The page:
Bank burglars reminded New York's top police official of a Hollywood movie as they pulled off two nighttime heists, snatching about $5 million in cash, diamonds, jewelry, coins and baseball cards from safe deposit boxes before they were caught, authorities said Tuesday as they announced the arrest of three men.

New York Police Department Commissioner William J. Bratton credited "painstaking persistence" by investigators left with few clues as they looked into a string of recent bank burglaries. He said they learned that plywood used by the burglars was bought at a nearby Home Depot and that torches from a Brooklyn welder were used to poke into bank vaults.

"These heists resembled scenes from the movie 'Heat' — the work of a crew that was well organized, meticulous, and elusive to law enforcement," Bratton said.

Evidence in the case will include surveillance footage of the men as they prepared for and carried out the burglaries, as well as video surveillance of two of the men buying supplies used in one of the burglaries, authorities said.

U.S. Attorney Preet Bharara said the burglars used the darkness of night in an April attack against an HSBC Bank in Brooklyn and a May break-in at the Maspeth Federal Savings Bank in Queens to blowtorch their way through roofs and into the vaults of the banks.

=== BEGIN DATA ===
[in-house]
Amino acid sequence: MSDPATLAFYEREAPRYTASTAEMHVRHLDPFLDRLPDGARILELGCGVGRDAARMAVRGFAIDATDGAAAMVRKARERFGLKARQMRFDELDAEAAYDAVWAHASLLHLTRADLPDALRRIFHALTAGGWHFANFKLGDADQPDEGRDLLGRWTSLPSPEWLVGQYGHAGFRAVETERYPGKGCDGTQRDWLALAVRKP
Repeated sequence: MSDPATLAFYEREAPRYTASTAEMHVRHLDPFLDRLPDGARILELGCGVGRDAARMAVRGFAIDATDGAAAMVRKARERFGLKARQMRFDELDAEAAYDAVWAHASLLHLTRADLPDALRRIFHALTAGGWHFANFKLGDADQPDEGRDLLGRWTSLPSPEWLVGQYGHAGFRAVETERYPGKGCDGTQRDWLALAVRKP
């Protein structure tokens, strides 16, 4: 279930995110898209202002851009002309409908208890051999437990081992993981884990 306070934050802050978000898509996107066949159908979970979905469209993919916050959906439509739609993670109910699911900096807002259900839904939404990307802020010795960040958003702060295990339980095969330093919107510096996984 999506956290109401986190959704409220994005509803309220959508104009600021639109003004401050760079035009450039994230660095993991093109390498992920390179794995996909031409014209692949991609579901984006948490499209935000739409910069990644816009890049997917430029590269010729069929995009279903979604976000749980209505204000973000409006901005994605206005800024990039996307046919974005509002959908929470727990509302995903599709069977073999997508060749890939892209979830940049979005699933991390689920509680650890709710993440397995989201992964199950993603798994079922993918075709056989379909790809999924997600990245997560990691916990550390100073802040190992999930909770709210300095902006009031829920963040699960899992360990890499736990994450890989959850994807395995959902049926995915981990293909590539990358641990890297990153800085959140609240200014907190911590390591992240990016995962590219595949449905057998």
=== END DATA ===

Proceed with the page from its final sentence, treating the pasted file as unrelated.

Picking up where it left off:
"Through their brazen bank heists, the defendants allegedly stole not just people's money, but their memories too, leaving in their destructive wake gaping holes and looted vaults," Bharara said.

Bharara credited the NYPD and FBI for teaming up on the arrests of Michael Mazzara, 44, Charles Kerrigan, 40, and Anthony Mascuzzio, 36, all of Brooklyn. They were charged with conspiracy to commit bank burglary and bank burglary.

Mazzara's attorney, Sam Talkin, said Mazzara denies the charges and maintains his innocence. A lawyer for Kerrigan did not immediately return a message seeking comment. It was not immediately clear who would represent Mascuzzio when all three men appear in Manhattan federal court Tuesday.

On a bank roof in Queens, the burglars left behind empty safe deposit boxes, grinding wheels and a fuel tank for a cutting torch. Near a hole in the roof was a black plywood structure that the burglars apparently built to shield themselves from view.

In Brooklyn, the burglars cut interior vault alarm wires along with phone wires a block away, authorities said. Investigators said they relied in part on telephone and financial records, cellphone data and a confidential source to build their case.